quote:
Long-distance trains are the system’s “political glue” and are essential for underserved areas of the country, Moorman says.

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Gilbert B Norman
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That has to be the most tacit acknowledgement by an Amtrak official ever printed regarding what the LD's are all about.

However, while I recognize there is some merit to the "underserved" line, say it too often and someone in North Platte will start saying "there's a train in McCook, why haven't we one here?"

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palmland
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Here is an article from Progressive Railroading about Moorman. No surprises but reveals a little more about his path to Amtrak and his priorities there.
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palmland
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Amtrak president, Wick Moorman, announced comprehensive organizational changes this week. As he said, this is not a 'silver bullet' but just a first step. I can't imagine how Boardman accomplished anything with 12 direct reports. I believe most organizational gurus say the maximize number is 7 for effective management.

It also sounds like marketing is now beefed up and includes activities that were in operations. It also appears that operations is now just focused on making the railroad run.

Railway Age

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Gilbert B Norman
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Also reported in that article is that Amtrak will be "relocating" the HQ from Union Station to "elsewhere".

According to Wiki, Washington Union Station is owned by the non-profit Union Station Redevelopment Corporation, but an 84-year lease of the property is held by New York-based Ashkenazy Acquisition Corporation and managed by Chicago-based Jones Lang LaSalle. The physical plant is owned by Washington Terminal Company, which is 99.99% owned by Amtrak (some minority interest is playing "stick in the mud").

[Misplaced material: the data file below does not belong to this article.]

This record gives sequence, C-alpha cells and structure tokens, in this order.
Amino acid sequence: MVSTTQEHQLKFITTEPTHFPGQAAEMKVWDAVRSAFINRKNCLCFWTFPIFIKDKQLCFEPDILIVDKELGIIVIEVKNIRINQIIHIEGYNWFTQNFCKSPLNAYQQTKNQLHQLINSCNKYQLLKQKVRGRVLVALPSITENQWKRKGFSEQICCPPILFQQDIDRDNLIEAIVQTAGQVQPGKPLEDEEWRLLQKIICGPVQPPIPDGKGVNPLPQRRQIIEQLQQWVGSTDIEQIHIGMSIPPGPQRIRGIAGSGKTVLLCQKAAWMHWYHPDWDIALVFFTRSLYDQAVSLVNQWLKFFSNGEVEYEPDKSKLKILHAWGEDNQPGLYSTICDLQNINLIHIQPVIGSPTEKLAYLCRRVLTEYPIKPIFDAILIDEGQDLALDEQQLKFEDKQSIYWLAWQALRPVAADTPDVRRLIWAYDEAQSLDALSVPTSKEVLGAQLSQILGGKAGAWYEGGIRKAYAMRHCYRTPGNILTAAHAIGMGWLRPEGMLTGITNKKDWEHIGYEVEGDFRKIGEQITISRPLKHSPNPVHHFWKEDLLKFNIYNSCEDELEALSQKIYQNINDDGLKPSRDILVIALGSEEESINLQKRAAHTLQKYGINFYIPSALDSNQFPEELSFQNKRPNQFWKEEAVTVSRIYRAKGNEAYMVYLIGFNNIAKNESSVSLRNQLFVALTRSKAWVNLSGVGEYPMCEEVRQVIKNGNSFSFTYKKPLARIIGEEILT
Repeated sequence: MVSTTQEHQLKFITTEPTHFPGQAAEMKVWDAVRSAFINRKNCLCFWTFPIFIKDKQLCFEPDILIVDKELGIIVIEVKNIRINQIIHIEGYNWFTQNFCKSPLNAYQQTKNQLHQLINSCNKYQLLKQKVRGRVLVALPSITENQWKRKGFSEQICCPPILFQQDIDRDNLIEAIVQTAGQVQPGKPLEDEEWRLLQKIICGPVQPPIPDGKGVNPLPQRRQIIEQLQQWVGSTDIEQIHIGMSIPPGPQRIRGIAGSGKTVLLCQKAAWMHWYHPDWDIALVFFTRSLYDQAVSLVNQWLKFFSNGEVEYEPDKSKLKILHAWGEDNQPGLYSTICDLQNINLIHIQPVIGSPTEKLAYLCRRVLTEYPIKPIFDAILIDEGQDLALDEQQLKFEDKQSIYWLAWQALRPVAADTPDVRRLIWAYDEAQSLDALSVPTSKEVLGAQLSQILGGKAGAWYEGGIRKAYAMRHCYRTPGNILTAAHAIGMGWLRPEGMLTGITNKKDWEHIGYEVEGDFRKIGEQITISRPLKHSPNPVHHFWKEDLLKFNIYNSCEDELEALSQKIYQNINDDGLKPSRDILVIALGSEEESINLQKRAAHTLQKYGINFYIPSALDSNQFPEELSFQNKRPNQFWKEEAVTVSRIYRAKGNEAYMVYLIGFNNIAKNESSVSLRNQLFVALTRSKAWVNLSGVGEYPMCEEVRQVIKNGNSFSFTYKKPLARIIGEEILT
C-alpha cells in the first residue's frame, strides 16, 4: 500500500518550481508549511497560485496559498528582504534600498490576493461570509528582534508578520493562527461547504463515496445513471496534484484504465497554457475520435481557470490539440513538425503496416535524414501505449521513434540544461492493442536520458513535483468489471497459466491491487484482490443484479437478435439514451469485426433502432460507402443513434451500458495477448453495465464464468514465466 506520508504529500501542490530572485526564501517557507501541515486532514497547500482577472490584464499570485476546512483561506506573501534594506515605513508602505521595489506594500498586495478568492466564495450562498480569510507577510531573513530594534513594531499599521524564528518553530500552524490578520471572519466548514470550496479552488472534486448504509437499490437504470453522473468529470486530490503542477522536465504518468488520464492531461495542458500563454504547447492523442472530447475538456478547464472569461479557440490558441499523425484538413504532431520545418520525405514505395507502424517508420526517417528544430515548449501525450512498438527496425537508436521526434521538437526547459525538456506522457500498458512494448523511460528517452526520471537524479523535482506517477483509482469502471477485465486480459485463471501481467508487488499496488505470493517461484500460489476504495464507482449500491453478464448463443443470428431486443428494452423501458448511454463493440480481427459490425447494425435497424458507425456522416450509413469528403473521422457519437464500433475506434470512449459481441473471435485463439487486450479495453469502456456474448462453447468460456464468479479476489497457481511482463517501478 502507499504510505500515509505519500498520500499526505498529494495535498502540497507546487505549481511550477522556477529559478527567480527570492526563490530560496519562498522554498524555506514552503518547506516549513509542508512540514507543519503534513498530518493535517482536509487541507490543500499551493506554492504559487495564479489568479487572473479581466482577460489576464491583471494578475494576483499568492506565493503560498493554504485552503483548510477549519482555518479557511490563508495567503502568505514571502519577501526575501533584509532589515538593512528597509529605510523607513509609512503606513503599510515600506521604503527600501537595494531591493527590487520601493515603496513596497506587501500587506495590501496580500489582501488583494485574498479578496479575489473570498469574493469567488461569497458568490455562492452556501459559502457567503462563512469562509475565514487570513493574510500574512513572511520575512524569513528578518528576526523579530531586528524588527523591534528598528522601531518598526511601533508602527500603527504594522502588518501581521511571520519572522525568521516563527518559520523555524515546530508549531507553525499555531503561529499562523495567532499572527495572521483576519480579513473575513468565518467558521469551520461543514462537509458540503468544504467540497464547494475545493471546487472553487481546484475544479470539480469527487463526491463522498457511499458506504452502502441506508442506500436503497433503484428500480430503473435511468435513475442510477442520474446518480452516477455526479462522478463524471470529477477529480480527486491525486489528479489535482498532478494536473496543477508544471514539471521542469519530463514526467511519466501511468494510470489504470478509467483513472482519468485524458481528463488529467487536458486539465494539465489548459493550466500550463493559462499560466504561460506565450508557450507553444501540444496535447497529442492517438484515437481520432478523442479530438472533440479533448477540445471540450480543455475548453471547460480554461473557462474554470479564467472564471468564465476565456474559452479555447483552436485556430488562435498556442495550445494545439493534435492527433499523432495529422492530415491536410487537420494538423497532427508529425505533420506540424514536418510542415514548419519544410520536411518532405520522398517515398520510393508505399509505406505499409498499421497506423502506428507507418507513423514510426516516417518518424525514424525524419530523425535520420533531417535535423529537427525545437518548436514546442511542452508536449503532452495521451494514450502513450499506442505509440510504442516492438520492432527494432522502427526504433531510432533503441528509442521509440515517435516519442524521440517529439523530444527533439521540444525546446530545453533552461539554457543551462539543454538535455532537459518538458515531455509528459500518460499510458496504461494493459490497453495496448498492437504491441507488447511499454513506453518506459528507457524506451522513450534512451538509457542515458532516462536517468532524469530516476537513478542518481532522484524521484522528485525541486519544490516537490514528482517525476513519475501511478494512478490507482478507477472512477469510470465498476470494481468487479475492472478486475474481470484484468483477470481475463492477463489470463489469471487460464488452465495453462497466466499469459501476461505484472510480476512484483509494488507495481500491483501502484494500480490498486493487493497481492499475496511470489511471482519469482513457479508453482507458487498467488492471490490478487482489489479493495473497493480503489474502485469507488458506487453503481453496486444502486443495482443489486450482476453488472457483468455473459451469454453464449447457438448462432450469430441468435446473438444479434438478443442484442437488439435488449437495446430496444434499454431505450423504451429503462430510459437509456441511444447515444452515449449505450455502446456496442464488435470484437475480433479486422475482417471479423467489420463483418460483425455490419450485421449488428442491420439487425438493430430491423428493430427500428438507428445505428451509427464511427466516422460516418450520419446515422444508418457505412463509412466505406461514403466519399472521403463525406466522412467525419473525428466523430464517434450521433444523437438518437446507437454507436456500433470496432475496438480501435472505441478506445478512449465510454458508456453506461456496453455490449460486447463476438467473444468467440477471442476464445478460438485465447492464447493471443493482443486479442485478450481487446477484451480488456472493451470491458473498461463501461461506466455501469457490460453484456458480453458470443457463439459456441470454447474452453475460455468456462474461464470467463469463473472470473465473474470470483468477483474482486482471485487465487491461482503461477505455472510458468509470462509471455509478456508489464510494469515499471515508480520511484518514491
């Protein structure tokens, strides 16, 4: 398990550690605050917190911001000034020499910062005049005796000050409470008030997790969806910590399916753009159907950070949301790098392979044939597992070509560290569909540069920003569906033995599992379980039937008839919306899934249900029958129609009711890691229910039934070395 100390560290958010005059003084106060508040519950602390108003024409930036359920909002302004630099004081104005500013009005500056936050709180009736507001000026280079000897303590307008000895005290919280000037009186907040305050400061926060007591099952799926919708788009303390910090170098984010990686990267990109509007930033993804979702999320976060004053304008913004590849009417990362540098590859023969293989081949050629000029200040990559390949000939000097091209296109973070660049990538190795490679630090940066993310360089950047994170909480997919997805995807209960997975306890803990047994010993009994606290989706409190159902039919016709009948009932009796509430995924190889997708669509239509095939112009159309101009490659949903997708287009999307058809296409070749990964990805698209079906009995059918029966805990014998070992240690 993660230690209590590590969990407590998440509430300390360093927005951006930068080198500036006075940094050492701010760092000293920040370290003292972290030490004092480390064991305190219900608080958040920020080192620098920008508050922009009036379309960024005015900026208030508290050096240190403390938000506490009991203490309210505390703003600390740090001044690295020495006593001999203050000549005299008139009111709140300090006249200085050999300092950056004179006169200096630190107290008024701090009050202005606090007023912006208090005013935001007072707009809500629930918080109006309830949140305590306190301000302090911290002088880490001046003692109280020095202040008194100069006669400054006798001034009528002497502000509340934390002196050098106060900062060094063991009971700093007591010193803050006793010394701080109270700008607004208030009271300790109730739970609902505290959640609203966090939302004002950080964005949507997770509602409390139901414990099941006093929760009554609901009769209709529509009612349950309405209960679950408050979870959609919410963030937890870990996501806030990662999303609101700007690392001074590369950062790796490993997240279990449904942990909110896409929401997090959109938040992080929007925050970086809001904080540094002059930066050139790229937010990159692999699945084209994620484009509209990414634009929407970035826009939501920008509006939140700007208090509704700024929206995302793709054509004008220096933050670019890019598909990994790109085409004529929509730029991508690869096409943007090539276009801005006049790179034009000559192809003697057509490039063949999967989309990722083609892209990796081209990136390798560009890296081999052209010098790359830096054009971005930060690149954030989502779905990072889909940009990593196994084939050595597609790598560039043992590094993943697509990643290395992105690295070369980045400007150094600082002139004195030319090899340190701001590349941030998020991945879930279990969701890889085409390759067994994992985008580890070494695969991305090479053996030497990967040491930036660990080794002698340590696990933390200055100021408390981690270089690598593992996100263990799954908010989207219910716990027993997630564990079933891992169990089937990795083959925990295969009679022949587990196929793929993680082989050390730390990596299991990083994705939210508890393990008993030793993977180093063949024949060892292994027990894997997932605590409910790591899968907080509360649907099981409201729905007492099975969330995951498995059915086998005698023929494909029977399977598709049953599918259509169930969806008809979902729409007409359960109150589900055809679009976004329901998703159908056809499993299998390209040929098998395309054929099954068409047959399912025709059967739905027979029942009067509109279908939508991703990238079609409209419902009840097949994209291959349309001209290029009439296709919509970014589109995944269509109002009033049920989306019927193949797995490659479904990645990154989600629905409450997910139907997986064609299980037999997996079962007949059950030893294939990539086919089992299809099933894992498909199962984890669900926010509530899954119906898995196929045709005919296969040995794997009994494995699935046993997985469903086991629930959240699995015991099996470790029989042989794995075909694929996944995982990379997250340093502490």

Amtrak owns outright the Chicago Union Station Company, and their building has six floors of vacant office space. While there are plans to redevelop CUS with a 25 story atop the so-called Great Hall (it was built with caissons that can support such a structure; as that what was planned during 1920 until "politics got in the way"), those seem to be going slow at present. So who knows, maybe Amtrak HQ could come out here - and maybe get Washington out of their hair (well, a little bit).

Now so far as the organizational shake up goes, there's a new Sheriff in town writing a new script for the "Who's On First" skit.

Finally, lest we forget WGC once proposed such a move to Chicago. Now maybe the second "real railroader" to take the throttle will follow through.

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palmland
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Mr. Moorman is a busy man these days. This is a link to the House Transportation and Infrastructure Sub Committee hearing with Mr. Moorman as a guest.

The subject is Rail Subcommittee Hearing to Focus on Intercity Passenger Rail Service

This would be interesting to hear. Hope someone can find a transcript. I think it's safe to say Amtrak's president is earning his exorbitant salary.

Leaving for the lands of good rail service on Sunday (well, maybe not so much the part in Greece). Hopefully our trip won't make the news hour on TV.